Former Defense Secretary Jim Mattis is urging Joe Biden to dump President Trump’s “America First” foreign policy for a more “cooperative” approach with the country’s allies around the globe.
“In January, when President Joe Biden and his national security team begin to reevaluate U.S. foreign policy, we hope they will quickly revise the national security strategy to eliminate ‘America first’ from its contents, restoring in its place the commitment to cooperative security that has served the United States so well for decades,” Mattis wrote in Foreign Affairs magazine in an op-ed published Monday.
“The best strategy for ensuring safety and prosperity is to buttress American military strength with enhanced civilian tools and a restored network of solid alliances – both necessary to achieving defense in depth,” he continued.
Mattis, who stepped down in December 2018 after clashing with Trump’s policy against protracted engagement in Syria, said “‘America first’ has meant ‘America alone.’”
“The United States today is undermining the foundations of an international order manifestly advantageous to U.S. interests, reflecting a basic ignorance of the extent to which both robust alliances and international institutions provide vital strategic depth,” Mattis wrote adding that the policy “has damaged the country’s ability to address problems before they reach U.S. territory and has thus compounded the danger emergent threats pose.”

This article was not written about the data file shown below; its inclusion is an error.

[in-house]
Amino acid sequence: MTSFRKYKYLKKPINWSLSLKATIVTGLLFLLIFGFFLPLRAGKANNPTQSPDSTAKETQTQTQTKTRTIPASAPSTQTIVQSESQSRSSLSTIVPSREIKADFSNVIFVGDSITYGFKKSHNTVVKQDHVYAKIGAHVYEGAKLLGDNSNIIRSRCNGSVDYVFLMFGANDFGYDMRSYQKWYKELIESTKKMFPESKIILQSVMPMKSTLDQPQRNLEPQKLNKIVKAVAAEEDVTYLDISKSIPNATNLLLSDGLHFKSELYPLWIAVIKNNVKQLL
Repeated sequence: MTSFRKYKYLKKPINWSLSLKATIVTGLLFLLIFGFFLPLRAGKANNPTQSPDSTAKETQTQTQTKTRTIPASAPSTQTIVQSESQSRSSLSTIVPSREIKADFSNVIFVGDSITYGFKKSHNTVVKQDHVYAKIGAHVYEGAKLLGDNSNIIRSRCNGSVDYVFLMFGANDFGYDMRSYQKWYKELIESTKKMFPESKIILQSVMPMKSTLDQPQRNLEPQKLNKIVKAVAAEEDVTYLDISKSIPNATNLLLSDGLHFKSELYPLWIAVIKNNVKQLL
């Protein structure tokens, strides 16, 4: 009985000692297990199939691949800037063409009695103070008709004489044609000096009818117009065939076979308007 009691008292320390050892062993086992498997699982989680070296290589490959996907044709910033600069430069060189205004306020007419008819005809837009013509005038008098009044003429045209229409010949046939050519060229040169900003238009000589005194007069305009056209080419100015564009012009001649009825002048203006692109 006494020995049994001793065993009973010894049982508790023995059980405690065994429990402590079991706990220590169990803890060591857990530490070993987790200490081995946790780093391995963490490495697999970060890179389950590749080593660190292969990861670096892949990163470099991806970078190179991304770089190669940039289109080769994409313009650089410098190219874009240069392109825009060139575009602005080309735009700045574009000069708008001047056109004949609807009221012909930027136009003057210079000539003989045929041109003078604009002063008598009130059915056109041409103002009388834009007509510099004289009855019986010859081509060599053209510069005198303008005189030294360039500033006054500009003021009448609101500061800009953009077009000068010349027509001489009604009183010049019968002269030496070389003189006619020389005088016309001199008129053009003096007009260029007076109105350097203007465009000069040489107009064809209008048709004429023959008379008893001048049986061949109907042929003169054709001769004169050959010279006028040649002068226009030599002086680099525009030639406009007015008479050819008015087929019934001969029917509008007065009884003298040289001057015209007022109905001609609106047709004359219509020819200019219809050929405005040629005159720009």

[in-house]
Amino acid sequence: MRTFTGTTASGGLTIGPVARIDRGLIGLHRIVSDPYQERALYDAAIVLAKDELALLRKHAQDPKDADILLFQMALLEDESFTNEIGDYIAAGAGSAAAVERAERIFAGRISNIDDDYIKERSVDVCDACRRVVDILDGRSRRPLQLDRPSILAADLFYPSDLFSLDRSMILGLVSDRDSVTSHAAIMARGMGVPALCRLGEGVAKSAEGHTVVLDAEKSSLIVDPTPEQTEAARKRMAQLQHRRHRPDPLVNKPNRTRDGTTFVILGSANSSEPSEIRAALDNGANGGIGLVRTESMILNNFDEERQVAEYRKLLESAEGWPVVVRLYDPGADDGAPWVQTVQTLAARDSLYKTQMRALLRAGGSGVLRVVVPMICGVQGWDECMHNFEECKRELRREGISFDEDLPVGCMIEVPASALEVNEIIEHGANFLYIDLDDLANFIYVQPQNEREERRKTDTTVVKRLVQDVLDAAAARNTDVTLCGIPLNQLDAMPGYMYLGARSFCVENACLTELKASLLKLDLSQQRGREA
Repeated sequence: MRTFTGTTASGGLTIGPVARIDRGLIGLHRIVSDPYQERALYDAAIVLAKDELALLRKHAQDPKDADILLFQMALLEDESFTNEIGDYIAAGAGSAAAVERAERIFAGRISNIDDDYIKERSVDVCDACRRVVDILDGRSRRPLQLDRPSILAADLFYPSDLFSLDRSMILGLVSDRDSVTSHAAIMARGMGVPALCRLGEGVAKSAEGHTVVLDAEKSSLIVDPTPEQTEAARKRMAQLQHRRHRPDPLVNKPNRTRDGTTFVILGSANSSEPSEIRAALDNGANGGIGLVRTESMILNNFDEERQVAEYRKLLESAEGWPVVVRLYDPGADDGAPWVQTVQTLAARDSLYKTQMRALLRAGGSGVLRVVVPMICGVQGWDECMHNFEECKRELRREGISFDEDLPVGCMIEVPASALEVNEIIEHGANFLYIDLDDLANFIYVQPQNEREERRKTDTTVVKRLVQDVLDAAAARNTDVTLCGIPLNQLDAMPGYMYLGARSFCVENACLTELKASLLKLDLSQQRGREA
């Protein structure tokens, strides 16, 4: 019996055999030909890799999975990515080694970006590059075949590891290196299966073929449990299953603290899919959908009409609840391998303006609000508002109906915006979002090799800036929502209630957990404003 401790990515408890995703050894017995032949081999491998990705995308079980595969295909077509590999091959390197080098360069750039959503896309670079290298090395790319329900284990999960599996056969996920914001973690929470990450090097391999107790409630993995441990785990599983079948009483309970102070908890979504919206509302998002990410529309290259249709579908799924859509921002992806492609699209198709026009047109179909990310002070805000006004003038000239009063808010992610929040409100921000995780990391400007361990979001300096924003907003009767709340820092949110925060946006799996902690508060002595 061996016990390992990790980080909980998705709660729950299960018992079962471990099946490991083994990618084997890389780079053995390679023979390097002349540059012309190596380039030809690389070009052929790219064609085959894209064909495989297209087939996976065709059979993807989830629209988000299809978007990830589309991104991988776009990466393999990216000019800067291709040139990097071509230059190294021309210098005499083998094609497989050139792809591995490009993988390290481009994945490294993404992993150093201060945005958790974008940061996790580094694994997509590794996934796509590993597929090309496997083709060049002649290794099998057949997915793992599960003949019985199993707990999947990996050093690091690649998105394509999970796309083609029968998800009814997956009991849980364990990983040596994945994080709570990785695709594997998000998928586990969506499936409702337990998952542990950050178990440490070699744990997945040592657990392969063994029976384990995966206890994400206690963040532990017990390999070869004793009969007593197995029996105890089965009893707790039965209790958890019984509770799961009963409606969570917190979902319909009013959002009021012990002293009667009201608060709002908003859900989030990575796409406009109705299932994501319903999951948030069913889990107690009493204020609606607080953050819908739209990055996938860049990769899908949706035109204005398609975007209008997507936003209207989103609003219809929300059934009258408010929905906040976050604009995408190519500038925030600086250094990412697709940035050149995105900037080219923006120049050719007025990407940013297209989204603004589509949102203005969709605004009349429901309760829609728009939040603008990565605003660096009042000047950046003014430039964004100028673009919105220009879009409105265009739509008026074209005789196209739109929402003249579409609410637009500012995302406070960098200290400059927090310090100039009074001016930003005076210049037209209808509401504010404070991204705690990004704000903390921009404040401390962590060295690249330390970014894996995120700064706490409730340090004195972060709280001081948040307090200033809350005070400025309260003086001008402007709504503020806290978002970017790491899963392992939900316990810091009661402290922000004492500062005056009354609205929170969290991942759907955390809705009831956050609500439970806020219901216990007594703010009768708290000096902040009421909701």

In the article titled “Defense in Depth,” Mattis criticized Trump and Biden for referring to “forever wars” in Iraq and Afghanistan.
The Trump administration earlier this month announced that the Pentagon will cut US forces in Afghanistan to 2,500 from 4,500, and in Iraq to 2,500 from 3,000.
Mattis said the troops and diplomats stationed in Asia, Europe and the Middle East act as an “early warning system” that raise necessary alarms about threats that develop and give the US time to react.
“To dismiss U.S. involvement today in Afghanistan, Iraq, and elsewhere as ‘endless’ or ‘forever’ wars – as both President Donald Trump and President-elect Joe Biden do – rather than as support to friendly governments struggling to exert control over their own territory misses the point,” he said.
“It is in the United States’ interests to build the capacity of such governments to deal with the threats that concern Americans; that work isn’t quick or linear, but it is an investment in both greater security and stronger relationships and preferable to the United States’ indefinitely having to take care of threats on its own,” he continued.